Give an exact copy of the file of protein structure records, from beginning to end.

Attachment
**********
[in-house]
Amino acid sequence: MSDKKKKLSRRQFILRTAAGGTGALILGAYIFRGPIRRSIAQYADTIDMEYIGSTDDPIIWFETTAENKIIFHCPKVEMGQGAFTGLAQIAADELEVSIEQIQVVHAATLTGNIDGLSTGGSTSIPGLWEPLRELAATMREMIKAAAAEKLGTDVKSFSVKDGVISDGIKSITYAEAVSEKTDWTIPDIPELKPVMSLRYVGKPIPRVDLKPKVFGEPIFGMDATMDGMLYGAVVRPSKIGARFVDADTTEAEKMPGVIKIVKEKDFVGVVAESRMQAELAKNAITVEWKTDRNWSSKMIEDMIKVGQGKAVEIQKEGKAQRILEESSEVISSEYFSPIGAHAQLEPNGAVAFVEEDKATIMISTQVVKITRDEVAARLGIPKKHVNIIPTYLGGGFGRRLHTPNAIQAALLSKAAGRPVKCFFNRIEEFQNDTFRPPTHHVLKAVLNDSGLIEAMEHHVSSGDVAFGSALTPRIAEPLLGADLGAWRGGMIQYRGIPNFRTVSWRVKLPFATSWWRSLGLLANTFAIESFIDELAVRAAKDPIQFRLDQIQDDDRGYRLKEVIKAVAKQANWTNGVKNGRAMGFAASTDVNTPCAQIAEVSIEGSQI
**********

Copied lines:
[in-house]
Amino acid sequence: MSDKKKKLSRRQFILRTAAGGTGALILGAYIFRGPIRRSIAQYADTIDMEYIGSTDDPIIWFETTAENKIIFHCPKVEMGQGAFTGLAQIAADELEVSIEQIQVVHAATLTGNIDGLSTGGSTSIPGLWEPLRELAATMREMIKAAAAEKLGTDVKSFSVKDGVISDGIKSITYAEAVSEKTDWTIPDIPELKPVMSLRYVGKPIPRVDLKPKVFGEPIFGMDATMDGMLYGAVVRPSKIGARFVDADTTEAEKMPGVIKIVKEKDFVGVVAESRMQAELAKNAITVEWKTDRNWSSKMIEDMIKVGQGKAVEIQKEGKAQRILEESSEVISSEYFSPIGAHAQLEPNGAVAFVEEDKATIMISTQVVKITRDEVAARLGIPKKHVNIIPTYLGGGFGRRLHTPNAIQAALLSKAAGRPVKCFFNRIEEFQNDTFRPPTHHVLKAVLNDSGLIEAMEHHVSSGDVAFGSALTPRIAEPLLGADLGAWRGGMIQYRGIPNFRTVSWRVKLPFATSWWRSLGLLANTFAIESFIDELAVRAAKDPIQFRLDQIQDDDRGYRLKEVIKAVAKQANWTNGVKNGRAMGFAASTDVNTPCAQIAEVSIEGSQI